temporary track of the Virginia Central Sail
road across the Blue Ridge was laid under his
supervision.. When the war broke out, ho was
residing in Washington, and projected e plan
for capturing the rebel forces at Manassas,
which he submitted to the War Department and
Gen. McClellan. It not being approved ha
speedily published a couple of pamnhlets con
taining hitter criticisms on General McClellan’*
method of operations, and his qualifications an
a military commander. Those brought him lain
notoriety. He next turned his attention to thn
campaign on the Mississippi, and submitted
plans of rams to the Navy Department. Ob
taining no hearing, he submitted them la thn
War Department, whieh agreed te pay far them
if they should prove successful. Mr. Kite* them
constructed them under hie ewa supervision,
end was made e Colonel in seder that he scald
hold commend ef the persons manning them.—
They proved a splendid suoeess and roflsoted
great credit ou the inventor, who, by virtu# ef
this, leaves behind him an enviable reputation.
The following affecting epitaph was copied
from the head-board of n rebel soldier's grave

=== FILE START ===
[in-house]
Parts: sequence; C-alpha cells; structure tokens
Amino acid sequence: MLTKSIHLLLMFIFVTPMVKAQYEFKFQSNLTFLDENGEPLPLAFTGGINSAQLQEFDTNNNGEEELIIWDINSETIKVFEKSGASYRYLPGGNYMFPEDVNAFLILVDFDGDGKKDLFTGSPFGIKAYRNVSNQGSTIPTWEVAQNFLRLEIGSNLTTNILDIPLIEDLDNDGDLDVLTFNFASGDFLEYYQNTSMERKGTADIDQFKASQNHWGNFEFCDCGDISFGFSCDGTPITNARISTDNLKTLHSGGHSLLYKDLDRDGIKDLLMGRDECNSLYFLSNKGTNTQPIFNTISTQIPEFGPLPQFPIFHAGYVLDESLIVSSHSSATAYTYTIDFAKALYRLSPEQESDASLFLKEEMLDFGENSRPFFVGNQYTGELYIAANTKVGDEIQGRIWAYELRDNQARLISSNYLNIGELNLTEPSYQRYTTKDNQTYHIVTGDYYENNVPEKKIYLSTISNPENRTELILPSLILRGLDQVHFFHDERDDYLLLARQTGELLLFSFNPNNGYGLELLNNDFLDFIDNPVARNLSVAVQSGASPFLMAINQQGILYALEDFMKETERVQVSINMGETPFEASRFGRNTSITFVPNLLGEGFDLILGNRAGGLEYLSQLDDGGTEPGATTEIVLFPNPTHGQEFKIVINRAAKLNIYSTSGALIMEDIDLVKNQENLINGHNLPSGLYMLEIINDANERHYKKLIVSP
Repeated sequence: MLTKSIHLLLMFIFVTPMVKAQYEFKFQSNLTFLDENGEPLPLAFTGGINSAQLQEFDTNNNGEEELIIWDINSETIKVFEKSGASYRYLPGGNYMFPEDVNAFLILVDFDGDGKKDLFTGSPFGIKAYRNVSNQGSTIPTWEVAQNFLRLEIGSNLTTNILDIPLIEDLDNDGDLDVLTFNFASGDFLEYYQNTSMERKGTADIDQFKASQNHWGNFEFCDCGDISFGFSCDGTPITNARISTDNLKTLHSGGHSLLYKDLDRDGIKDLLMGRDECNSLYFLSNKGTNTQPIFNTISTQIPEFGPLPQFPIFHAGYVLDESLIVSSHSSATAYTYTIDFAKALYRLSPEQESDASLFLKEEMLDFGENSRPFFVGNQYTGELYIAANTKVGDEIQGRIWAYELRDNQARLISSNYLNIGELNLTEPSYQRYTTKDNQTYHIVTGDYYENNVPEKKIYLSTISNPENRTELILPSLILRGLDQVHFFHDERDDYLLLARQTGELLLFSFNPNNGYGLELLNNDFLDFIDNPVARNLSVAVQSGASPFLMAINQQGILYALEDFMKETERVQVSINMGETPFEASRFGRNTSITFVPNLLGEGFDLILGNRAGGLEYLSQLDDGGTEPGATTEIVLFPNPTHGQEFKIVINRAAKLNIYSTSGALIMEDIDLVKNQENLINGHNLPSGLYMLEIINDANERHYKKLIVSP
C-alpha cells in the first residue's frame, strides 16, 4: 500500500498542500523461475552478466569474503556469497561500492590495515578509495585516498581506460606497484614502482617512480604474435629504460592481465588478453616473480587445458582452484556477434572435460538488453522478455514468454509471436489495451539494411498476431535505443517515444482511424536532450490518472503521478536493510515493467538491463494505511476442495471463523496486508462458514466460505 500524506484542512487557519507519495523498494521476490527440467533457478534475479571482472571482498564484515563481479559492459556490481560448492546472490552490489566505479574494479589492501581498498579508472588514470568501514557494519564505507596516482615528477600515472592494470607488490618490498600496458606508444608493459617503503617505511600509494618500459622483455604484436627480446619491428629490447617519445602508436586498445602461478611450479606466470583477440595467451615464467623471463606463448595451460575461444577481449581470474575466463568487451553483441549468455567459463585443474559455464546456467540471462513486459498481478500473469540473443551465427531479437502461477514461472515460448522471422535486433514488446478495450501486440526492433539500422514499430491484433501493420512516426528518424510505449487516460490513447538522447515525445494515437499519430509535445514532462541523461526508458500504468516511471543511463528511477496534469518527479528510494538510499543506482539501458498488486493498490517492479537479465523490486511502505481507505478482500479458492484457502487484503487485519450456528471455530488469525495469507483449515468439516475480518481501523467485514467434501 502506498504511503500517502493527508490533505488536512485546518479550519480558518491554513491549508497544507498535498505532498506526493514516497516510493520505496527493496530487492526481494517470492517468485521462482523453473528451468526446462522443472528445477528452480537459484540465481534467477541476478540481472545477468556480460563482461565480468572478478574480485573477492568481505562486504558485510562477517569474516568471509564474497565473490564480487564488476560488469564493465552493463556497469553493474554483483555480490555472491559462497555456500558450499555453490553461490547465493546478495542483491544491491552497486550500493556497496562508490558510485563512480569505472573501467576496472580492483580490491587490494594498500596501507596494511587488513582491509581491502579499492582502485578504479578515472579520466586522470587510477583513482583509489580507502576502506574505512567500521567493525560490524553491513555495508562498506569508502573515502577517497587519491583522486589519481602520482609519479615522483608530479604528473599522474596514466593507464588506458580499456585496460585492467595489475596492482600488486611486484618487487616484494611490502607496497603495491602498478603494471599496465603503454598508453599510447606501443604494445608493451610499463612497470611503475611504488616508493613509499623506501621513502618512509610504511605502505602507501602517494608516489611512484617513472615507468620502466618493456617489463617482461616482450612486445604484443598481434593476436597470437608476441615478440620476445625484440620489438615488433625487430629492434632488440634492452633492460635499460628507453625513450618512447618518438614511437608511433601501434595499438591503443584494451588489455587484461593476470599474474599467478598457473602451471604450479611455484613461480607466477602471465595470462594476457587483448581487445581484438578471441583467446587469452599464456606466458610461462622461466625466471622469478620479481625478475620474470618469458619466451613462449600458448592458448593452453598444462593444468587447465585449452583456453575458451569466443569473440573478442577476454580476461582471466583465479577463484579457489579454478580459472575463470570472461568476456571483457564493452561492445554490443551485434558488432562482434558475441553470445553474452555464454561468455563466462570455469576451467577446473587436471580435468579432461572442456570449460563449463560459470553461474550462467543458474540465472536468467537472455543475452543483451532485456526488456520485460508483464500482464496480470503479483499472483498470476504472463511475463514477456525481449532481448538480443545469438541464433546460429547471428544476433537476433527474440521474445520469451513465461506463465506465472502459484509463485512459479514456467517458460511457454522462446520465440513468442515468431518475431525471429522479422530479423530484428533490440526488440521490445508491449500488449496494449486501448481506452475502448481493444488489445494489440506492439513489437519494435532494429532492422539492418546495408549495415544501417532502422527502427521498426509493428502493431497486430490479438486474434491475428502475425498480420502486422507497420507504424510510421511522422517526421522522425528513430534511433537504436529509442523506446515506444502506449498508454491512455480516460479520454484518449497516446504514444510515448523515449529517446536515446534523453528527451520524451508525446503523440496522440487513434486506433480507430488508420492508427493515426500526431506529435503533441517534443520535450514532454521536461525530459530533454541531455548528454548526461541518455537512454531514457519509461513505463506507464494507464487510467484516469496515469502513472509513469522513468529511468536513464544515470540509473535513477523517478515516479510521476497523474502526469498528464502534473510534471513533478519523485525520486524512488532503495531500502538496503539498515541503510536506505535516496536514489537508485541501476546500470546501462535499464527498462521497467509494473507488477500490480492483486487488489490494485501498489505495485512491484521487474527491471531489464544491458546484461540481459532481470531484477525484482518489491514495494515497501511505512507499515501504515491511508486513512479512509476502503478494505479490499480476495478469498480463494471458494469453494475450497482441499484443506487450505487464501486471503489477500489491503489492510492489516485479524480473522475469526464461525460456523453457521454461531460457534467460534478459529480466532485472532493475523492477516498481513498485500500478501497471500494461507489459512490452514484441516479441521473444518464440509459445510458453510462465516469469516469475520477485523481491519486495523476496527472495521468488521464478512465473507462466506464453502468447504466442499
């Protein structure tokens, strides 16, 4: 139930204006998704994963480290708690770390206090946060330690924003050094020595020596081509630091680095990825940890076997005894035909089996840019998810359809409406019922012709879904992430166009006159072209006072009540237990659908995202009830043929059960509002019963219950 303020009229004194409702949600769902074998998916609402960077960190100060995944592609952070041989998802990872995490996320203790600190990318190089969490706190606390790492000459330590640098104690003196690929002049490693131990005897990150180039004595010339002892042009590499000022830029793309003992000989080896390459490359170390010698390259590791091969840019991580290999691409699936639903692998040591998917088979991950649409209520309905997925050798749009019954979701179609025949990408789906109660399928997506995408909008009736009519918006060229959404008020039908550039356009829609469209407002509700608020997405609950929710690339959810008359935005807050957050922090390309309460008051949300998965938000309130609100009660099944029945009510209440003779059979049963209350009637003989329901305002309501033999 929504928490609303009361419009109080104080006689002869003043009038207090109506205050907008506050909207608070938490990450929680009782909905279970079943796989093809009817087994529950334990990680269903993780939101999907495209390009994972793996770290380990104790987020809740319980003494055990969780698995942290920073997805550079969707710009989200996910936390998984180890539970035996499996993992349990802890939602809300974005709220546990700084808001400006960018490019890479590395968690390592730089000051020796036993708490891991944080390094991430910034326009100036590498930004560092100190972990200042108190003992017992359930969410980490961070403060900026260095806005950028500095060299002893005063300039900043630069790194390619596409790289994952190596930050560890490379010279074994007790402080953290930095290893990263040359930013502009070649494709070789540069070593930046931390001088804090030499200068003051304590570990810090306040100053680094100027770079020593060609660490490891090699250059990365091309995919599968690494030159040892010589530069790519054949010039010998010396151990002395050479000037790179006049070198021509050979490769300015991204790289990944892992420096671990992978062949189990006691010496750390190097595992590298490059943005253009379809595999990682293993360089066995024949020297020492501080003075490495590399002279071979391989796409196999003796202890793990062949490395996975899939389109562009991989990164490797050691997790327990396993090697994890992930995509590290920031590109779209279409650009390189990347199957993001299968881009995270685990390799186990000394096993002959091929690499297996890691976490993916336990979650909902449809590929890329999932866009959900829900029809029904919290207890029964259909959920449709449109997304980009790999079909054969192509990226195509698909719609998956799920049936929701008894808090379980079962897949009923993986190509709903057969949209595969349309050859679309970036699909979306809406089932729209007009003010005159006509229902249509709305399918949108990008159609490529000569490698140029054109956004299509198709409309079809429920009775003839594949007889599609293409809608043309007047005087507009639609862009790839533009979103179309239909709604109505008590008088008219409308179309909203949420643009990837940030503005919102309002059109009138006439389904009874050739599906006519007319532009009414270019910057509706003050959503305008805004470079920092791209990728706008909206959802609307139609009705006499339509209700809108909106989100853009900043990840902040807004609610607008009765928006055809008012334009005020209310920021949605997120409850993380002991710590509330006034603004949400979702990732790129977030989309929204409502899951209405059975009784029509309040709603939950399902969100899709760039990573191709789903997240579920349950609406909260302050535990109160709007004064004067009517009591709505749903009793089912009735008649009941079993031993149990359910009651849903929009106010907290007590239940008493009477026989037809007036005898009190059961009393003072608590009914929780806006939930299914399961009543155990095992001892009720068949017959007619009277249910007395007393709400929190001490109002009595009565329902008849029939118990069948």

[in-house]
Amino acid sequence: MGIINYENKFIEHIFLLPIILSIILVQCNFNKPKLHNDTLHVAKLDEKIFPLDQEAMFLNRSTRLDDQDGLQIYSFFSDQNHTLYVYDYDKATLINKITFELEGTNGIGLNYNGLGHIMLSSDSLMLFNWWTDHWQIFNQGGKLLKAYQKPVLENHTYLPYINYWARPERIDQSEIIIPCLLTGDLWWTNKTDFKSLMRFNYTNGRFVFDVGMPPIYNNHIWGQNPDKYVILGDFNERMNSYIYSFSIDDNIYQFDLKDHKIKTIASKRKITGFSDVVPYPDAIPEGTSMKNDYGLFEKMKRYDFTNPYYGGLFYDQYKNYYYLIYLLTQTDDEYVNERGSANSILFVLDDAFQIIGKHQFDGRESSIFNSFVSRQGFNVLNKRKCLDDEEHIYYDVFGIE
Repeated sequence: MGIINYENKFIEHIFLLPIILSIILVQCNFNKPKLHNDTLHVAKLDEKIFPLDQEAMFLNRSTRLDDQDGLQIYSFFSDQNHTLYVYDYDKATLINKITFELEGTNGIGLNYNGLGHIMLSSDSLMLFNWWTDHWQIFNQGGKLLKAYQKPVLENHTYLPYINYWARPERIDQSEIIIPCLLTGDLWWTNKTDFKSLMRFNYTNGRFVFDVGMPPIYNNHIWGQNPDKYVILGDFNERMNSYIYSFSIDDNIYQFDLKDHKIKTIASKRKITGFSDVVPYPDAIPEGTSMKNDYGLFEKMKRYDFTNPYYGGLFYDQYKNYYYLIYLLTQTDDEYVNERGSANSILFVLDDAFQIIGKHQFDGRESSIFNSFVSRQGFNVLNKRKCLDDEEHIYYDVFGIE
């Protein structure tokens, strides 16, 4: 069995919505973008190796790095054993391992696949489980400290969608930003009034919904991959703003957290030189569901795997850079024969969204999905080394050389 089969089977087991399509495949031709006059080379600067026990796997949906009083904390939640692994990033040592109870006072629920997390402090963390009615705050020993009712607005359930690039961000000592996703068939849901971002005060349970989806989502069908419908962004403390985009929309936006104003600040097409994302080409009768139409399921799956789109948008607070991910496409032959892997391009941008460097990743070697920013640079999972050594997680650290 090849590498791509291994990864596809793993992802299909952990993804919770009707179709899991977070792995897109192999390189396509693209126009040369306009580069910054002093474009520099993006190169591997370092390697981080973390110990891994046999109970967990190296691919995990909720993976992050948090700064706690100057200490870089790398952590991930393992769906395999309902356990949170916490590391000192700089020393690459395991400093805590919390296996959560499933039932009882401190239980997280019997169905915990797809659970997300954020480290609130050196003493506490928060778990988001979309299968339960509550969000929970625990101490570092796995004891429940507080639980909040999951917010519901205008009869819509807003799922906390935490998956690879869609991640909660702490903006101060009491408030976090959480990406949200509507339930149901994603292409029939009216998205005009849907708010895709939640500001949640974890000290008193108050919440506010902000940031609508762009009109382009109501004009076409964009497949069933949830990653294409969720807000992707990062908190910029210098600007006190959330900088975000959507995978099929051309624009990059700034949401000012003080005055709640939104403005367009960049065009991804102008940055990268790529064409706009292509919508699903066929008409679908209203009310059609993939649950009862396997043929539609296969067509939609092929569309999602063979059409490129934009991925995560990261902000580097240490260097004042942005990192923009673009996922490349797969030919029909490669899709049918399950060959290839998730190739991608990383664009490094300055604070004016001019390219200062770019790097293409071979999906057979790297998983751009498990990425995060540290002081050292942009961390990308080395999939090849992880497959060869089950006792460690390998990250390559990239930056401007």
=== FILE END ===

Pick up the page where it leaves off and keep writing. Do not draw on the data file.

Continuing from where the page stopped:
in the Wesleyan Cemetery, St. Louis. It tree
written by a lady :
Here iize a stranger braiv,
who died while fitin the Sntherd Confederacy
to save,
“ peice to his Dnst."
“ bruive Snthern Trend
from island 10
yon reached u Glory ns end.”
“ we piose these flowers abovo the strangar's
hed
I In honor of the shiverlus ded.”
“ Swet spirit rest in heven
Tber'l be know Vankis there.”
Connecticut Patents, issued from the Uni
ted States Patent Office for the week ending
June 11, 1862, each bearing that date:
Oliver S. Judd, of New Britain, for improved
means of extinguishing gas lights.
Wm. W. Lyman, of west Meridan, for improv
ed fruit can.
Hexckiah Conant. of Willimantie, assignor to
the Willimantie Linen Company, of same plaeo
for improvement in machines to label thread
spools.
Rufus Sibley, of Greenville, assignor to 8sm’l
Mowry, of same place, for press for photo
graphs.
Robert M. Treat, of Morris, assignor to him
self and Geo. H. Daley, of same place for Im
provement in horse rakes.
The New York correspondent of the London
Times represent that the nnraber of men in lb*
federal armies amounts to about 540,000 which
is insufficient for the double work of conquering
the South and afterwards holding it in military